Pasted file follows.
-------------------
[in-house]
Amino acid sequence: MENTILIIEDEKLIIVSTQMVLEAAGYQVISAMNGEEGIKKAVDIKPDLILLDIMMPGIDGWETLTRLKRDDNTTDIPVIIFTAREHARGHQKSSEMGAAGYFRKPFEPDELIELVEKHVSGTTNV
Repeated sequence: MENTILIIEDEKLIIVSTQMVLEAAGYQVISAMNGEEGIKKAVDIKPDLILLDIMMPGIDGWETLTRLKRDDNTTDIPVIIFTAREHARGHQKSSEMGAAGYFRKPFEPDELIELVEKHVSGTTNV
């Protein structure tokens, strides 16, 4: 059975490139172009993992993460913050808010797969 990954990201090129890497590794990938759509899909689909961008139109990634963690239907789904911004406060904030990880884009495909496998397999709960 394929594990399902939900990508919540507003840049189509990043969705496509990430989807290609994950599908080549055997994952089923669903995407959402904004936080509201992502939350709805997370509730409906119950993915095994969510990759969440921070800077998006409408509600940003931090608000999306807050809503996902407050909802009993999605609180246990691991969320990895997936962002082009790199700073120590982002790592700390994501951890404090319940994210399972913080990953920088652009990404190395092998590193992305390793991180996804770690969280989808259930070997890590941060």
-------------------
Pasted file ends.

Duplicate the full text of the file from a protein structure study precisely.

[in-house]
Amino acid sequence: MENTILIIEDEKLIIVSTQMVLEAAGYQVISAMNGEEGIKKAVDIKPDLILLDIMMPGIDGWETLTRLKRDDNTTDIPVIIFTAREHARGHQKSSEMGAAGYFRKPFEPDELIELVEKHVSGTTNV
Repeated sequence: MENTILIIEDEKLIIVSTQMVLEAAGYQVISAMNGEEGIKKAVDIKPDLILLDIMMPGIDGWETLTRLKRDDNTTDIPVIIFTAREHARGHQKSSEMGAAGYFRKPFEPDELIELVEKHVSGTTNV
């Protein structure tokens, strides 16, 4: 059975490139172009993992993460913050808010797969 990954990201090129890497590794990938759509899909689909961008139109990634963690239907789904911004406060904030990880884009495909496998397999709960 394929594990399902939900990508919540507003840049189509990043969705496509990430989807290609994950599908080549055997994952089923669903995407959402904004936080509201992502939350709805997370509730409906119950993915095994969510990759969440921070800077998006409408509600940003931090608000999306807050809503996902407050909802009993999605609180246990691991969320990895997936962002082009790199700073120590982002790592700390994501951890404090319940994210399972913080990953920088652009990404190395092998590193992305390793991180996804770690969280989808259930070997890590941060």